Non-academic fees banned amid outcry

December 16, 2005

Australian universities will be barred from imposing compulsory service fees on their students from July of next year.

Academic and student groups say 4,000 jobs would be lost as student services including childcare, careers and employment advice as well as personal, housing and financial counselling are shut.

A last-minute decision by Steven Fielding, an independent Senator, to back the legislation allowed the Voluntary Student Unionism Bill to pass by one vote before parliament closed for summer recess.

The National Tertiary Education Union said Australia would become the only Organisation for Economic Co-operation and Development country that prohibited the collection of fees to support extracurricular campus activities.

"Virtually every university worth its name in the Commonwealth, US and Western Europe provides for a collection of a fee for such purposes," said Andrew Nette, NTEU policy and research co-ordinator.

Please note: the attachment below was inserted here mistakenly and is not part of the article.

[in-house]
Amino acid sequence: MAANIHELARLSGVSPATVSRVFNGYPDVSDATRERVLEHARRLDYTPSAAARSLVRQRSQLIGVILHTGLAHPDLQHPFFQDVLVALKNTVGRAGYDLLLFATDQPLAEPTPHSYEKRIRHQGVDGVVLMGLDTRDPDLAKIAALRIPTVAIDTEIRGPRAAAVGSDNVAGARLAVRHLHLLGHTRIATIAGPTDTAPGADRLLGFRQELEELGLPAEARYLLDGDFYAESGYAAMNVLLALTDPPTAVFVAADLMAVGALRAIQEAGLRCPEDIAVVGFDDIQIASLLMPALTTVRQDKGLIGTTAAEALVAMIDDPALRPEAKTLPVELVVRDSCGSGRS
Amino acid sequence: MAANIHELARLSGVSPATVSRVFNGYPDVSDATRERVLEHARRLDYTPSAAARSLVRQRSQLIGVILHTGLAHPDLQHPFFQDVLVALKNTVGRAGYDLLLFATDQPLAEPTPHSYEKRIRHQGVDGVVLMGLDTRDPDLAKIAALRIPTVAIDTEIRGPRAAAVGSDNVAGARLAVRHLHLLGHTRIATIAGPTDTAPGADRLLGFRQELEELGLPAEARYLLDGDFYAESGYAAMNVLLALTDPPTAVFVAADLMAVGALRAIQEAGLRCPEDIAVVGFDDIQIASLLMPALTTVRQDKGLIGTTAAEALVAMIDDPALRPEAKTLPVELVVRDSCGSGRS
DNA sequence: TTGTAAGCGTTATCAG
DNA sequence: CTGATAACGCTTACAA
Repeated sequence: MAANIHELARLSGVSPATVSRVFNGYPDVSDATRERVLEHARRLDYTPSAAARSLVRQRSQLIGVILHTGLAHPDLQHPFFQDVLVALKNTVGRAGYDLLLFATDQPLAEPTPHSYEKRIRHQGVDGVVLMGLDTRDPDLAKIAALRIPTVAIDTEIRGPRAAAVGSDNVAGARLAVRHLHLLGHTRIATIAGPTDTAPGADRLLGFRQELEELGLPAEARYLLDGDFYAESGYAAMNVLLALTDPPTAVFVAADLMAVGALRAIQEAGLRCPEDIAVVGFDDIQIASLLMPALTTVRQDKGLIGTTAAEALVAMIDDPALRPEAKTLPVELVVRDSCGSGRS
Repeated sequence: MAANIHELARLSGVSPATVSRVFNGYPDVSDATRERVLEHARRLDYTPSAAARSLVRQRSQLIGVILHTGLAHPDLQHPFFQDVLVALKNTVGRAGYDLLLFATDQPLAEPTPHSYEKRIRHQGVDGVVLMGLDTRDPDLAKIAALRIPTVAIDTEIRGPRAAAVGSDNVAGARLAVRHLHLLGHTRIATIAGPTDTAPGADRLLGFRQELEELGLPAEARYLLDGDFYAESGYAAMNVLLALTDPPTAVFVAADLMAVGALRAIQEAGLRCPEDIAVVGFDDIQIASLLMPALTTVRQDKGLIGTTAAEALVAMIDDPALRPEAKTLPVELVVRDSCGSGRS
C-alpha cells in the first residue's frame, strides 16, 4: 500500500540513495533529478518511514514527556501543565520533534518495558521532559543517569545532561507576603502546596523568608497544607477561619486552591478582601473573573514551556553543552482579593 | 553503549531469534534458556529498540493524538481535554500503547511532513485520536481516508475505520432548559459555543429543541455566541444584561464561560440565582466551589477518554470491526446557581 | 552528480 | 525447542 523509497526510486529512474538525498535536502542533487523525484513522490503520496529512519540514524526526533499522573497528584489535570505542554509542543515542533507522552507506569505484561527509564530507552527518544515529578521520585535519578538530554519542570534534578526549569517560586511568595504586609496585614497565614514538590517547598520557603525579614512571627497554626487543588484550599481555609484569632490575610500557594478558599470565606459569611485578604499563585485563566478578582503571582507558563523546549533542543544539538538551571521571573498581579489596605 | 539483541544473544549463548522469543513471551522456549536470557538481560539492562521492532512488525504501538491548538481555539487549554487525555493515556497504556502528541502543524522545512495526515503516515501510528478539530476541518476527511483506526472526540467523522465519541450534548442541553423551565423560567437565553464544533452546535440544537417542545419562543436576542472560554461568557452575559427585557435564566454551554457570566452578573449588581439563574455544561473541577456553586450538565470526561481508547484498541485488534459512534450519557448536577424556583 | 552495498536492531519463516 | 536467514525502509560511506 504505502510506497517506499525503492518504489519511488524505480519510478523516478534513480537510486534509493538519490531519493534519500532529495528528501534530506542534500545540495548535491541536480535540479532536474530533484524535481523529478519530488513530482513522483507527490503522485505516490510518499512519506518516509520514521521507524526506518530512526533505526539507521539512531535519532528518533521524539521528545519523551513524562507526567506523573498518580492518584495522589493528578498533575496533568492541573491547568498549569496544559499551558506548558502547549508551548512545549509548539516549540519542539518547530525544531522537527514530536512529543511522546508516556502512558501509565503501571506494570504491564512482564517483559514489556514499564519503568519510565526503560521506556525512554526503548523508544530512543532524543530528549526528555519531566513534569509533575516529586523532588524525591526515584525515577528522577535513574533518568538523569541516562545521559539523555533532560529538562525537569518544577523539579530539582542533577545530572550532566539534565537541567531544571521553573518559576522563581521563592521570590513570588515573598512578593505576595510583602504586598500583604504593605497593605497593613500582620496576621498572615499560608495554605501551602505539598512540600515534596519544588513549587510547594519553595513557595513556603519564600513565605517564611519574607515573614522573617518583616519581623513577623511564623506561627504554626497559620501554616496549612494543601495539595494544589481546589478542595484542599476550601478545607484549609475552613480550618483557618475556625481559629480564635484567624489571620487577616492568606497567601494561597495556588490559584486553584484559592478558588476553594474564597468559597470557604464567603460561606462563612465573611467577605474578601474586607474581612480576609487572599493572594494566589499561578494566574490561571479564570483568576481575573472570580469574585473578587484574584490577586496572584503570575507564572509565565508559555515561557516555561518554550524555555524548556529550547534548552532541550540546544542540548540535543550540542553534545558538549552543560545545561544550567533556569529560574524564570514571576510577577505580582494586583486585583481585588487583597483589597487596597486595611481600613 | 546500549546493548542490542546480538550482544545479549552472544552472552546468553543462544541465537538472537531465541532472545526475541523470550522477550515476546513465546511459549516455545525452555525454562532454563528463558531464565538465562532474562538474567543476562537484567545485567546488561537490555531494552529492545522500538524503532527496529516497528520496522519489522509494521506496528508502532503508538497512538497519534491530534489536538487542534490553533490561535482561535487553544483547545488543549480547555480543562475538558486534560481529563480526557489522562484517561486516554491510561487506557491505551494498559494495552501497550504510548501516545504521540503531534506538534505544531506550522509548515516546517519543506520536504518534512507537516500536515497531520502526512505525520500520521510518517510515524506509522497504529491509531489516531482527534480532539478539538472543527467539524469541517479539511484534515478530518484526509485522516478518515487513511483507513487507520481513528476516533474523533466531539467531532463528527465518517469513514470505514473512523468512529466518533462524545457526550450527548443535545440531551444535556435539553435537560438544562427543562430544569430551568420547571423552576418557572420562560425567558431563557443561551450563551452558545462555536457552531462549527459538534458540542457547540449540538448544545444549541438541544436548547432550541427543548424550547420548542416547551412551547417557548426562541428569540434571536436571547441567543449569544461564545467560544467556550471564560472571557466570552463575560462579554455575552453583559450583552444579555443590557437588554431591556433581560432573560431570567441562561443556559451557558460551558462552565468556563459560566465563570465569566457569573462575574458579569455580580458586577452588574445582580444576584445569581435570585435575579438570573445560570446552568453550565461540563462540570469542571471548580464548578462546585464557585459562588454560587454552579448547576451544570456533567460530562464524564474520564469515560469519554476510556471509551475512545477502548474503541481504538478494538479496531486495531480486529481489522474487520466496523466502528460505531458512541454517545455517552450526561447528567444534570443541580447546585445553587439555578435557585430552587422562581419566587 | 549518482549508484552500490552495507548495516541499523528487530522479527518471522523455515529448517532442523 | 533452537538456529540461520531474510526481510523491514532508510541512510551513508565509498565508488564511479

"The Government has rushed through legislation on the last parliamentary sitting day of the year for the sake of fulfilling an ideological obsession that has nothing to do with students' welfare."

Brendan Nelson, the federal Education Minister, had planned to have the ban in place from the start of the new academic year next February. But with the prospect of the legislation not passing the Senate, it was put back to second semester in 2006.

Universities will be subject to multimillion-dollar fines if they force students to pay fees. The legislation has been condemned by vice-chancellors, academics, students, the opposition Labor Party and many of Australia's sporting champions. The Australian Vice-chancellors'

Committee warned that most of the services students now enjoyed would disappear if the act was passed.

Fearing that the legislation might not get the support to pass both houses of parliament, Dr Nelson offered an alternative: a ballot to be held on every campus to allow Australia's 660,000 students to vote in support or against paying non-academic fees.

The proposal was widely derided and, in a final compromise that apparently won the support of Senator Fielding, Dr Nelson offered to provide special grants to universities to make up some of the shortfall.

But the grants are likely to cover only half of the A$160 million (£68.6 million) presently collected in student fees. The additional money may only be guaranteed for three years.

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